Bowling returns to Kona

High schools from across the Big Island traveled to Kona Bowl on Saturday to compete in the season-opening BIIF bowling meet. West-side schools such as Kealakehe and Konawaena competed in the all-day event in front of proud parents and locals who came to watch. Schools from as far as Kamehameha Schools Hawai‘i also showed out. (CONOR LANGS/WEST HAWAII TODAY)

Rural hospitals are closing maternity wards. People are seeking options to give birth closer to home

Alisha Alderson placed her folded clothes and everything she needed for the last month of her pregnancy in various suitcases. She never imagined she would have to leave the comfort of her home in rural eastern Oregon just weeks before her due date. But following the abrupt closure in August of the only maternity ward within 40 miles, she decided to stay at her brother’s house near Boise, Idaho — a two-hour drive through a mountain pass — to be closer to a hospital.

Cowboys football falls short to Daggers

KAPAAU — In a back-and-forth affair where it felt like either team could take the victory, Kohala football fell in close fashion to Pahoa by a score of 14-13 on Saturday at home. While the Cowboys were in control for a majority of the game, the Daggers’ physical run game and ability to force turnovers late proved to be the deciding factor.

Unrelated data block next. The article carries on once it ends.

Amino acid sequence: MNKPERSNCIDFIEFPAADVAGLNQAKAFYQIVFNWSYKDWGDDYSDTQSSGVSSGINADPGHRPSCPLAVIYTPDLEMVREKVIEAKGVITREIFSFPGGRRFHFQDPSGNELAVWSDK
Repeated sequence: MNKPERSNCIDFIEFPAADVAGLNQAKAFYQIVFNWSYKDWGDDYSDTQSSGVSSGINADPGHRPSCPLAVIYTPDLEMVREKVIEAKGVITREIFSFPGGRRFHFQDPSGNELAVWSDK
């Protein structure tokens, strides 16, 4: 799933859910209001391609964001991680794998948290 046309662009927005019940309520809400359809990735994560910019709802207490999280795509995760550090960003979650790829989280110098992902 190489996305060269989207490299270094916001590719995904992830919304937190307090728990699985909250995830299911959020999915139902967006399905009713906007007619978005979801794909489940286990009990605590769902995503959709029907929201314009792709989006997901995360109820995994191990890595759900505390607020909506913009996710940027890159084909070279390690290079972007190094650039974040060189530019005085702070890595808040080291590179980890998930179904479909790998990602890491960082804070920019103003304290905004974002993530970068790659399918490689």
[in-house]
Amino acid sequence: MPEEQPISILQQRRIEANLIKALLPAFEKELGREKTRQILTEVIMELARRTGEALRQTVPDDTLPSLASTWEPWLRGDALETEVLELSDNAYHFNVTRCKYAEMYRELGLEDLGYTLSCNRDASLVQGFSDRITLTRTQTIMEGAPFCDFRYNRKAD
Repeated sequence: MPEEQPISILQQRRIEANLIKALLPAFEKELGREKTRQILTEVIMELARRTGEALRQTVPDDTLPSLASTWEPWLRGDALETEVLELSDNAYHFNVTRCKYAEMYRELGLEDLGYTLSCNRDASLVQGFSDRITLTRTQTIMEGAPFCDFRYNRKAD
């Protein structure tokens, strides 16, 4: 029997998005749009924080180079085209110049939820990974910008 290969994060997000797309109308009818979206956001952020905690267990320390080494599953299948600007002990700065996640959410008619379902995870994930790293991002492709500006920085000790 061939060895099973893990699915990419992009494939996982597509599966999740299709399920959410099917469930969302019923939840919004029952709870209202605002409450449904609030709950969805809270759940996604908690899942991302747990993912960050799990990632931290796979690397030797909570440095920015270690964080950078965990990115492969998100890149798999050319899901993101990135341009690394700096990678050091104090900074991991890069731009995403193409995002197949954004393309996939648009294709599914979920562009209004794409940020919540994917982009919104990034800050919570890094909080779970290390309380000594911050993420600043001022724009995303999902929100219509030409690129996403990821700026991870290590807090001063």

West-side volleyball competes across weekend

A variety of west-side schools competed in girls volleyball matches across the weekend on all corners of the island. On Friday at Laupahoehoe, Kohala beat the Seasiders in straight sets — 25-9, 25-17 and 25-17. Kealakehe fell to KSH in straight sets Saturday by scores of 25-14, 25-16 and 25-13. Pahoa also handled Makua Lani in straight sets Friday with scores of 25-9, 25-11 and 25-22 at Old Airport. On Thursday in Waimea Park, Parker beat Kanu in straight sets in 25-4, 25-15 and 25-14. Konawaena additionally beat St. Joseph on the road Saturday by scores of 25-21, 25-15 and 25-12 to end the weekend slate. (KELSEY WALLING/HAWAII TRIBUNE-HERALD)

Imagine making shadowy data brokers erase your personal info. Californians may soon live the dream

SAN FRANCISCO — You may not know it, but thousands of often shadowy companies routinely traffic in personal data you probably never agreed to share — everything from your real-time location information to private financial details. Even if you could identify these data brokers, there isn’t much you can do about their activities, even in California, which has some of the strongest digital privacy laws in the U.S.